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How to Communicate about Sea Level Rise

  • Wednesday, January 11, 2017
  • 9:00 AM - 4:00 PM (PST)
  • Padilla Bay Reserve, Mt. Vernon
  • 0


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This 1-day training will empower planners and coastal managers to effectively communicate sea level rise information to their communities.

What metaphors will help your audience understand the science behind climate change? How can you effectively communicate about risk and uncertainty? How can you most effectively communicate with your stakeholders?  During the workshop you will:

  • Learn best practices for effective communication;
  • Understand and develop communications strategies using sea level rise information in Washington State;
  • Apply key concepts to individual communication challenges;
  • Practice and refine communication techniques through collaborative exercises.

Lunch is provided. (6 AICP/ CEP Points)

In Spring of 2014, the Coastal Training Program hosted a training on planning for sea level rise in Washington. Participants of this one-day event requested additional in-depth training on a range of climate adaptation issues. In response, the CTP (in partnership with WA Coastal Program, UW Climate Impacts Group, WA Sea Grant, and NOAA) developed a suite of trainings and packaged them in a “Climate Adaptation Series.” This is the third class in the series. (Note: It's not necessary for you to have taken the previous classes in the series.)

Instructors: Lara Whitely Binder is a climate outreach and adaptation support specialist at the University of Washington’s Climate Impacts Group (CIG). Lara assists the CIG with its efforts to inform decision makers about the impacts of climate variability and climate change on the Pacific Northwest and is responsible for providing technical support on planning for climate variability and change to communities, organizations, and individuals across the region. Recent adaptation publications include The Sound Transit Climate Risk Reduction Project (2014), Climate Change Impacts and Adaptation in Washington State: Technical Summaries for Decision Makers (2013 - coauthor), “Preparing for Climate Change in Washington State (Climatic Change Journal, 2010; lead author) and Preparing for Climate Change: A Guidebook for Local, Regional, and State Governments (2007; co-author). Lara earned her Master’s Degree in Public Affairs at the University of Washington’s Evans School of Public Affairs in 2002.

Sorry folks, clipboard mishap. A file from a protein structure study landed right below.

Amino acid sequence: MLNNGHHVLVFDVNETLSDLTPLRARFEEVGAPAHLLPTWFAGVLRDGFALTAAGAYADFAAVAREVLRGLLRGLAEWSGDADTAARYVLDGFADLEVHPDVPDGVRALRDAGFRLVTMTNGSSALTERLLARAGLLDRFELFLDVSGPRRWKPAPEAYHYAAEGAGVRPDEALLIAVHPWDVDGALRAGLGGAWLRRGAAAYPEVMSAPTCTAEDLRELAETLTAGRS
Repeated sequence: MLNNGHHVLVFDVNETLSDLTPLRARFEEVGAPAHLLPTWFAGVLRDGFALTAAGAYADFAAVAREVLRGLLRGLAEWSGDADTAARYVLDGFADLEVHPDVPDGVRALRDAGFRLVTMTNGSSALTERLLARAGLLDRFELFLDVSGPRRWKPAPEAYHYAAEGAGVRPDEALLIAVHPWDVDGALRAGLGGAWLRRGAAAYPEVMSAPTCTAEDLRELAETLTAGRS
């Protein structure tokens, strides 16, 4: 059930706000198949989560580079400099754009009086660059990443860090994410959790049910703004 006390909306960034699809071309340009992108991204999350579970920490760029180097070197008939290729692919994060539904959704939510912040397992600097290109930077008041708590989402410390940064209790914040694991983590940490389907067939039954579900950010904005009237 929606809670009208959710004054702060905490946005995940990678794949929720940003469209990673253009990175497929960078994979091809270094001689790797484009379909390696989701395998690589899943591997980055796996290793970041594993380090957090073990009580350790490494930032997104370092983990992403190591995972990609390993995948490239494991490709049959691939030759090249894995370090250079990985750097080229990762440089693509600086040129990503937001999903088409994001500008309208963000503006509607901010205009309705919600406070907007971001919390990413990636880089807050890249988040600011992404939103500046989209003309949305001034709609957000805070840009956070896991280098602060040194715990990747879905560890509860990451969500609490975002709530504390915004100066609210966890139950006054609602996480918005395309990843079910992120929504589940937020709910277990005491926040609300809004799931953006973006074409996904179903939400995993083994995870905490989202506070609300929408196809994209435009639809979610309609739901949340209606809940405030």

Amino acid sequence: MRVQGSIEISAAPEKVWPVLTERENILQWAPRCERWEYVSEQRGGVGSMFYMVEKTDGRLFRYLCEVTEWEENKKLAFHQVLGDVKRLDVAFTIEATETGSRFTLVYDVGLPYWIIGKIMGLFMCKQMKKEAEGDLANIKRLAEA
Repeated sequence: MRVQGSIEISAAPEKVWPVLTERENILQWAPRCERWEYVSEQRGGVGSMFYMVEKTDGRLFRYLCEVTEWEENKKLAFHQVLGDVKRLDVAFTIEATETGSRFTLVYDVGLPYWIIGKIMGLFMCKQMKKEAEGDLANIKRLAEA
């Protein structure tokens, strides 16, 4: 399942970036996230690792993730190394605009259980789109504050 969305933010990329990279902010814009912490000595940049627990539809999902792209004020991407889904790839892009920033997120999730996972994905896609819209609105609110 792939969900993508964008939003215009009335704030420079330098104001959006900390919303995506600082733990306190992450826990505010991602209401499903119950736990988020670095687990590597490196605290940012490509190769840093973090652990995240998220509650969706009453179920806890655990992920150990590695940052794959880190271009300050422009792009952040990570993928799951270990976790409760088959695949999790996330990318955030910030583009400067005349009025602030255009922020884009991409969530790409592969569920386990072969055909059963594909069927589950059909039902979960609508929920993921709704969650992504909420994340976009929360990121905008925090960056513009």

Gwen Shaughnessy brings a background in marine biology and non-traditional education to NOAA’s Office for Coastal Management (OCM), where she joined in February of 2011. In her current role as the Climate Adaptation Specialist in the OCM Engagement, Training, and Education Program, Ms. Shaughnessy is the national coordinator and lead trainer for a multi-day climate adaptation training course. Prior to joining NOAA, Ms. Shaughnessy worked with the Maryland Chesapeake & Coastal Program, where she helped staff the Adaptation and Response Working Group for the Maryland Commission on Climate Change and contributed to the State’s Climate Action Plan. Her responsibilities also included development of the CoastSmart Communities Initiative, a program designed to improve community resilience in the face of coastal hazards and climate change. Building capacity in local communities to better understand the risks, strategies, and choices for how to adapt to the impacts of a changing climate is a focus of Ms. Shaughnessy’s work.

Susan Wood has worked as an educator at the Padilla Bay National Estuarine Research Reserve since 1988. She holds a BA in Environmental Studies from St. Olaf College and MEd in Environmental Education from Slippery Rock University. For the past 10 years, she has been delving into climate change communication, and recently completed an NSF funded climate change communication program through the New England Aquarium—the National Network of Ocean and Climate Change Interpretation.

Michael Levkowitz has a background in stakeholder engagement and environmental communications, and currently serves as the Assistant Coastal Planner at the Washington State Department of Ecology (ECY). After completing a graduate degree in Public Administration with a focus on Environmental Management, Michael joined ECY as a Hershman Marine Policy Fellow in 2015. His work at ECY has included overseeing the Coastal Hazards Resilience Network, working with Washington Sea Grant to manage the King Tides Initiative in Washington State, and providing guidance to communities seeking to improve their resilience to an array of hazards along the coast.

Washington State Department of Ecology 


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